What’s new? – The Presidential Decree No. 240/2020 no longer provides for price capping at the average prices of the three months prior to 16 March 2020. Additionally, in the event of a decrease in the prices of electricity and natural gas, on the regional markets, the Decree provides that the Government will take the necessary measures so that such decrease will be partially or fully reflected in the final price to consumers. However, Parliament Decision No. 4/2020 provides that the restriction of certain rights or freedoms can be ordered only by acts having the force of law.
What is maintained? The possibility of capped prices during the prolongation of the state of emergency for public utility services such as electricity and heat, gas, water, sanitation and fuels is maintained, along with all the measures adopted to enforce the first decree, unless the Presidential Decree no. 240/2020 provides otherwise.
Which price will be applied? Unless other capped prices or tariffs are regulated by the Government, the capped prices at the level existing on 29 March 2020 shall be applied, as provided by the Military Ordinance no. 4/2020.
What’s next? The provisions of the Presidential Decree are very likely to give rise to uncertainty and debate with respect to the capping of the final prices to consumers. It is unclear how the Government will interpret the concept of “regional markets” (it should be regarded as referring to EU regional markets only ?) and which measures the Government will take in order to ensure a reflection of the decrease in prices on the regional markets in the final price.
Uncertainty also persists as to how the Government will be able to adopt the restriction of rights; it cannot be excluded that the Parliament intended for the Government to be able to adopt the restrictions only by means of GEO, not by Military Ordinance. In this case, any measures adopted by the Government may be subject to further amendments by the Parliament.
Article posted on April 4, 2020:
What’s new? Capped prices for electricity and heat, gas, water, sanitation and fuels from 29 March 2020 until the end of the state of emergency. The capping means in this case that the prices cannot increase above the level existing on 29 March 2020, but they can decrease according to supply and demand. This measure was taken through Military Ordinance no. 4/2020.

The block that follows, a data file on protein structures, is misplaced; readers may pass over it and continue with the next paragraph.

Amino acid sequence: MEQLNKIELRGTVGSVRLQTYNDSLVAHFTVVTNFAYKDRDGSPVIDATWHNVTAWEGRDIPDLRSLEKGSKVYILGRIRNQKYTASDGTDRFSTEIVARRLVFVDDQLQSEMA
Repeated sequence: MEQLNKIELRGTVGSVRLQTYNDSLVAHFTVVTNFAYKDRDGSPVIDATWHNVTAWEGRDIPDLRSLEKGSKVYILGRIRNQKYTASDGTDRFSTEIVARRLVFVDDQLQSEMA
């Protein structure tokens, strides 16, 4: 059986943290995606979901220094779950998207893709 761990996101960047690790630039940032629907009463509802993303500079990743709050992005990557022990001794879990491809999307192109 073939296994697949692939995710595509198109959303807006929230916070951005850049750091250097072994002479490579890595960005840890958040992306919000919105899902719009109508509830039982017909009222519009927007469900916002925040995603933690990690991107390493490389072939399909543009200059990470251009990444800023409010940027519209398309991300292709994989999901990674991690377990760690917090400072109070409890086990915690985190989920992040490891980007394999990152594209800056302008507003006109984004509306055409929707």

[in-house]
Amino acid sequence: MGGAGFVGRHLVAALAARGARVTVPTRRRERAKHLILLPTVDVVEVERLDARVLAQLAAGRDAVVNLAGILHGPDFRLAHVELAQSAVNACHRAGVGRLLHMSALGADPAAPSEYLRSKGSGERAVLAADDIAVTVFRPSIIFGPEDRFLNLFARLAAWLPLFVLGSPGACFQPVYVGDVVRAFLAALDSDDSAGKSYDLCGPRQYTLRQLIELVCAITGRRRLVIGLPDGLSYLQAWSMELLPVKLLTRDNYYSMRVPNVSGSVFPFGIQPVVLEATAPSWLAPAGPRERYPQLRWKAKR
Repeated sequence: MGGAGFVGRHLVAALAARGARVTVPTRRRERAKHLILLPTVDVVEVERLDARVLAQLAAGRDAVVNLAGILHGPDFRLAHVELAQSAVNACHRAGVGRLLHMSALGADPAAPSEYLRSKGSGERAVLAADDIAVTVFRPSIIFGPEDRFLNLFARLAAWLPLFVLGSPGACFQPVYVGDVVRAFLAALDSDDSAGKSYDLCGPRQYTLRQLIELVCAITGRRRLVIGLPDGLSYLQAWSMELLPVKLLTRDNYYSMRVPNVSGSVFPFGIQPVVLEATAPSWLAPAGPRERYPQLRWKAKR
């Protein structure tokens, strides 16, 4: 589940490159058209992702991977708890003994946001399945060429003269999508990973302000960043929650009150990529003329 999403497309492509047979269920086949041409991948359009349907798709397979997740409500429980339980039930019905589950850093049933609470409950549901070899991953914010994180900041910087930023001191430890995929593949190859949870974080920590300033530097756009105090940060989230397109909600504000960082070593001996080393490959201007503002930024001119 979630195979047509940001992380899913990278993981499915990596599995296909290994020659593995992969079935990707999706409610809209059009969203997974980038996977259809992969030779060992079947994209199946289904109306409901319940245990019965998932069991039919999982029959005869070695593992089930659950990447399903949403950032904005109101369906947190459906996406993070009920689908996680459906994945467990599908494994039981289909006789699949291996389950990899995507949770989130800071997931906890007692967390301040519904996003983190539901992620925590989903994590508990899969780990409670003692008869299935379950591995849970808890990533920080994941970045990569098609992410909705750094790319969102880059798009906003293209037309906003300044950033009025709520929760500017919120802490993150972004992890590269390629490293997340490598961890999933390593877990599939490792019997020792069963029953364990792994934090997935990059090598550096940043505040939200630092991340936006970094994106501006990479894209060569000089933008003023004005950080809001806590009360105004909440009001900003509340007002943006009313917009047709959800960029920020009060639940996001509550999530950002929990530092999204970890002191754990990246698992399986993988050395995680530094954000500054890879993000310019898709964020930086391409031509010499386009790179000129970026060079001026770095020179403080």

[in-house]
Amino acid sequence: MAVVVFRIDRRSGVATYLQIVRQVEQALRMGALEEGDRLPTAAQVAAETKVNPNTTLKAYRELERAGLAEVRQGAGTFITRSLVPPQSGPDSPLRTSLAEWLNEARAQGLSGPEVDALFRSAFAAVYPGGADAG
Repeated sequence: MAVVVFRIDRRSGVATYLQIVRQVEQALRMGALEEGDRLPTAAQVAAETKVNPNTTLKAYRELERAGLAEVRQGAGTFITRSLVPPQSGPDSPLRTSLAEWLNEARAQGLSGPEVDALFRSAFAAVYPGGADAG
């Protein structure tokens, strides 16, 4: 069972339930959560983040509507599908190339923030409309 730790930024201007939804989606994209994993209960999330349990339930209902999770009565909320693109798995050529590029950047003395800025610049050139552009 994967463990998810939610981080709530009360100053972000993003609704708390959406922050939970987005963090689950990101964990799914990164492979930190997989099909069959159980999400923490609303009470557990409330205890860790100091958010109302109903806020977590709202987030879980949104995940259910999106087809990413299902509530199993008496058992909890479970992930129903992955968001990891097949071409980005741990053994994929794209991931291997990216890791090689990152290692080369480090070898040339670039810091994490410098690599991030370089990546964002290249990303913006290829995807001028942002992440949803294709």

Who’s affected? The Ordinance does not differentiate with regard to whom the capping measures will apply, meaning that all prices are capped. Therefore, the measure may be applied to producers, distributors, suppliers and end customers. This leads to a certain degree of confusion, since prices in energy are mostly formed on centralized markets such as the Day-Ahead Market (PZU), OPCOM, commodity exchanges, etc.
Which price will be applied? There are inconsistencies between the price caps established under Decree No. 195/2020 and the Military Ordinance. The possibility of price capping for certain goods and/or services was first introduced through presidential Decree No. 195/2020 for declaring the state of emergency in Romania on 16 March 2020. The decree considers the average prices for the three months prior to 16 March 2020. The price capping under the Military Ordinance considers the price levels applicable on the day of the Ordinance – 29 March 2020.
What’s next? The provisions of the Military Ordinance are very likely to give rise to uncertainty and debate with respect to the capping of the prices, since they stray from the provisions of the Presidential Decree for declaring state of emergency.